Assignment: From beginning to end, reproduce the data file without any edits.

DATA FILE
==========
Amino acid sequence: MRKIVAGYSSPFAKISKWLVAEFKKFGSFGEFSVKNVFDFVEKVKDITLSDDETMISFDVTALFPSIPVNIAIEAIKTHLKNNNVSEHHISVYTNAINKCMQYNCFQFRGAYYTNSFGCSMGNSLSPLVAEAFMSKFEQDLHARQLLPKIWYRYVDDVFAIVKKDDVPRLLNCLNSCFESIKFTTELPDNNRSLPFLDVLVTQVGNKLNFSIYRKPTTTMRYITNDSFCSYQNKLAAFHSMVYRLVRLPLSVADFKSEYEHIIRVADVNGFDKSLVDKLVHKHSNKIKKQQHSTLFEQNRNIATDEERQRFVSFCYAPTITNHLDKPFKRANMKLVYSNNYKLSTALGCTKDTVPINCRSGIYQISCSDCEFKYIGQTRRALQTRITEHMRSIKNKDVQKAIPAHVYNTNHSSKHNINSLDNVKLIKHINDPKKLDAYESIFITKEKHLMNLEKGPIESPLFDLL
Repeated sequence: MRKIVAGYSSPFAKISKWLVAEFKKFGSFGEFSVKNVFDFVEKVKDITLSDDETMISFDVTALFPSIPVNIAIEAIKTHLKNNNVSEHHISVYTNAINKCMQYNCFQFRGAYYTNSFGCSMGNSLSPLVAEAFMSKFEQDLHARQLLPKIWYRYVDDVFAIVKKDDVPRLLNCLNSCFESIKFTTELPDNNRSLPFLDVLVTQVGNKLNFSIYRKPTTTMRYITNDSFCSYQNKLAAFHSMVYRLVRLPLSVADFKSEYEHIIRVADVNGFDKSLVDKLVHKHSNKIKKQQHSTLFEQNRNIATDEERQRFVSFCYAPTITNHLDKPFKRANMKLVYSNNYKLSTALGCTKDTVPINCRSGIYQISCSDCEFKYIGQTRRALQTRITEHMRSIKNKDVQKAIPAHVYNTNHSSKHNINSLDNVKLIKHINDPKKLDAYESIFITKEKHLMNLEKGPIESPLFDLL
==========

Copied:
Amino acid sequence: MRKIVAGYSSPFAKISKWLVAEFKKFGSFGEFSVKNVFDFVEKVKDITLSDDETMISFDVTALFPSIPVNIAIEAIKTHLKNNNVSEHHISVYTNAINKCMQYNCFQFRGAYYTNSFGCSMGNSLSPLVAEAFMSKFEQDLHARQLLPKIWYRYVDDVFAIVKKDDVPRLLNCLNSCFESIKFTTELPDNNRSLPFLDVLVTQVGNKLNFSIYRKPTTTMRYITNDSFCSYQNKLAAFHSMVYRLVRLPLSVADFKSEYEHIIRVADVNGFDKSLVDKLVHKHSNKIKKQQHSTLFEQNRNIATDEERQRFVSFCYAPTITNHLDKPFKRANMKLVYSNNYKLSTALGCTKDTVPINCRSGIYQISCSDCEFKYIGQTRRALQTRITEHMRSIKNKDVQKAIPAHVYNTNHSSKHNINSLDNVKLIKHINDPKKLDAYESIFITKEKHLMNLEKGPIESPLFDLL
Repeated sequence: MRKIVAGYSSPFAKISKWLVAEFKKFGSFGEFSVKNVFDFVEKVKDITLSDDETMISFDVTALFPSIPVNIAIEAIKTHLKNNNVSEHHISVYTNAINKCMQYNCFQFRGAYYTNSFGCSMGNSLSPLVAEAFMSKFEQDLHARQLLPKIWYRYVDDVFAIVKKDDVPRLLNCLNSCFESIKFTTELPDNNRSLPFLDVLVTQVGNKLNFSIYRKPTTTMRYITNDSFCSYQNKLAAFHSMVYRLVRLPLSVADFKSEYEHIIRVADVNGFDKSLVDKLVHKHSNKIKKQQHSTLFEQNRNIATDEERQRFVSFCYAPTITNHLDKPFKRANMKLVYSNNYKLSTALGCTKDTVPINCRSGIYQISCSDCEFKYIGQTRRALQTRITEHMRSIKNKDVQKAIPAHVYNTNHSSKHNINSLDNVKLIKHINDPKKLDAYESIFITKEKHLMNLEKGPIESPLFDLL